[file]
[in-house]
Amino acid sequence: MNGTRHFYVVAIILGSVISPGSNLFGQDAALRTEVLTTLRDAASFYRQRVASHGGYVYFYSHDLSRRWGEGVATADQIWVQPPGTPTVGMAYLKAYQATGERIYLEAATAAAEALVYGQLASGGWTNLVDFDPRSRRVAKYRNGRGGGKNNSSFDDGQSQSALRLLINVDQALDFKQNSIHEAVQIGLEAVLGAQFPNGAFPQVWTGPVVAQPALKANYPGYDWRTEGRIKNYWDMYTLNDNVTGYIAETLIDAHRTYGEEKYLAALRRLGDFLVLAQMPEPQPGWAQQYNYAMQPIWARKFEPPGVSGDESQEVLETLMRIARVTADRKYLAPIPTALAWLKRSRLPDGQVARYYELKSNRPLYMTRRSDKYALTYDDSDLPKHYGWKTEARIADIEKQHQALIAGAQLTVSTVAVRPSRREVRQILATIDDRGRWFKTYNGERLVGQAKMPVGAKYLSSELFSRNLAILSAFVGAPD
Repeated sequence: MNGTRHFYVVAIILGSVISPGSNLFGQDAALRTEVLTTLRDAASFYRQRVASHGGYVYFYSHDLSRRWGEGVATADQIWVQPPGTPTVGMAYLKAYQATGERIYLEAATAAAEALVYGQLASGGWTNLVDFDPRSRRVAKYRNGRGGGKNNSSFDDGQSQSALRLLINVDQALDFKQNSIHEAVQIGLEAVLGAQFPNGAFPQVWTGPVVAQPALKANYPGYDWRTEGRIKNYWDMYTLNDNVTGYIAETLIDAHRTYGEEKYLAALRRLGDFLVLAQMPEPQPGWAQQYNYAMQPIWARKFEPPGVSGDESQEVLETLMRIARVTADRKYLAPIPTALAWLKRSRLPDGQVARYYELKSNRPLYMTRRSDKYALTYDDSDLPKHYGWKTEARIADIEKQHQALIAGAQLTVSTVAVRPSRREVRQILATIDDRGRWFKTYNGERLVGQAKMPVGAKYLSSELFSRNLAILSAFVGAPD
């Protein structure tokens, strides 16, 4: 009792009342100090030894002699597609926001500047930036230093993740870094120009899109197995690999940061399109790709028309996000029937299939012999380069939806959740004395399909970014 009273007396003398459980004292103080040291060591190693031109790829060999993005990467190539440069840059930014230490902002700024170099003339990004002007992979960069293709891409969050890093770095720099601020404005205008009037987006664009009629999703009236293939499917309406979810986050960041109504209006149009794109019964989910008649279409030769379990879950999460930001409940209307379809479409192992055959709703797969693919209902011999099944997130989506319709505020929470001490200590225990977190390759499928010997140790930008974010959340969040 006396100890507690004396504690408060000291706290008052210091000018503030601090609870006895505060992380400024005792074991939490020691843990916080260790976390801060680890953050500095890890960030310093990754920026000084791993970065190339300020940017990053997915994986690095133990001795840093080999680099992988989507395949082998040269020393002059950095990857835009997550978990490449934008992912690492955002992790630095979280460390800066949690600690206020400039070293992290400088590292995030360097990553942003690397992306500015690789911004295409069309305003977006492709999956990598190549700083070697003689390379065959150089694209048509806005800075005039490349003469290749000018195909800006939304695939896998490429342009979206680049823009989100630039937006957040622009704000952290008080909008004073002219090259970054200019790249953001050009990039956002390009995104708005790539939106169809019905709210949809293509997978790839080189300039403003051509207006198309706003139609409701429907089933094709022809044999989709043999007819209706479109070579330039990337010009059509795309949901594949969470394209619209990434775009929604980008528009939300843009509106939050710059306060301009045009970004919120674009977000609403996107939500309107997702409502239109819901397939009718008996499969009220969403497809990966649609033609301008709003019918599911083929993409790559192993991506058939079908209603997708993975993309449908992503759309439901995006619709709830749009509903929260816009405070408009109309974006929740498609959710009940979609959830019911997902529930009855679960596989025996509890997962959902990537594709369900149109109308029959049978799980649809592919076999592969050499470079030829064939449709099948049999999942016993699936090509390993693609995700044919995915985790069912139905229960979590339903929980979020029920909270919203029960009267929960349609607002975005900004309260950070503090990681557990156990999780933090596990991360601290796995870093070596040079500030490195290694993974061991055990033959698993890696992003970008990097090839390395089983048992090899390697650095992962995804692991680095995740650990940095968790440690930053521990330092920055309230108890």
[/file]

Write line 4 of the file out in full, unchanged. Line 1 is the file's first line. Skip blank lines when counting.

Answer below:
């Protein structure tokens, strides 16, 4: 009792009342100090030894002699597609926001500047930036230093993740870094120009899109197995690999940061399109790709028309996000029937299939012999380069939806959740004395399909970014 009273007396003398459980004292103080040291060591190693031109790829060999993005990467190539440069840059930014230490902002700024170099003339990004002007992979960069293709891409969050890093770095720099601020404005205008009037987006664009009629999703009236293939499917309406979810986050960041109504209006149009794109019964989910008649279409030769379990879950999460930001409940209307379809479409192992055959709703797969693919209902011999099944997130989506319709505020929470001490200590225990977190390759499928010997140790930008974010959340969040 006396100890507690004396504690408060000291706290008052210091000018503030601090609870006895505060992380400024005792074991939490020691843990916080260790976390801060680890953050500095890890960030310093990754920026000084791993970065190339300020940017990053997915994986690095133990001795840093080999680099992988989507395949082998040269020393002059950095990857835009997550978990490449934008992912690492955002992790630095979280460390800066949690600690206020400039070293992290400088590292995030360097990553942003690397992306500015690789911004295409069309305003977006492709999956990598190549700083070697003689390379065959150089694209048509806005800075005039490349003469290749000018195909800006939304695939896998490429342009979206680049823009989100630039937006957040622009704000952290008080909008004073002219090259970054200019790249953001050009990039956002390009995104708005790539939106169809019905709210949809293509997978790839080189300039403003051509207006198309706003139609409701429907089933094709022809044999989709043999007819209706479109070579330039990337010009059509795309949901594949969470394209619209990434775009929604980008528009939300843009509106939050710059306060301009045009970004919120674009977000609403996107939500309107997702409502239109819901397939009718008996499969009220969403497809990966649609033609301008709003019918599911083929993409790559192993991506058939079908209603997708993975993309449908992503759309439901995006619709709830749009509903929260816009405070408009109309974006929740498609959710009940979609959830019911997902529930009855679960596989025996509890997962959902990537594709369900149109109308029959049978799980649809592919076999592969050499470079030829064939449709099948049999999942016993699936090509390993693609995700044919995915985790069912139905229960979590339903929980979020029920909270919203029960009267929960349609607002975005900004309260950070503090990681557990156990999780933090596990991360601290796995870093070596040079500030490195290694993974061991055990033959698993890696992003970008990097090839390395089983048992090899390697650095992962995804692991680095995740650990940095968790440690930053521990330092920055309230108890």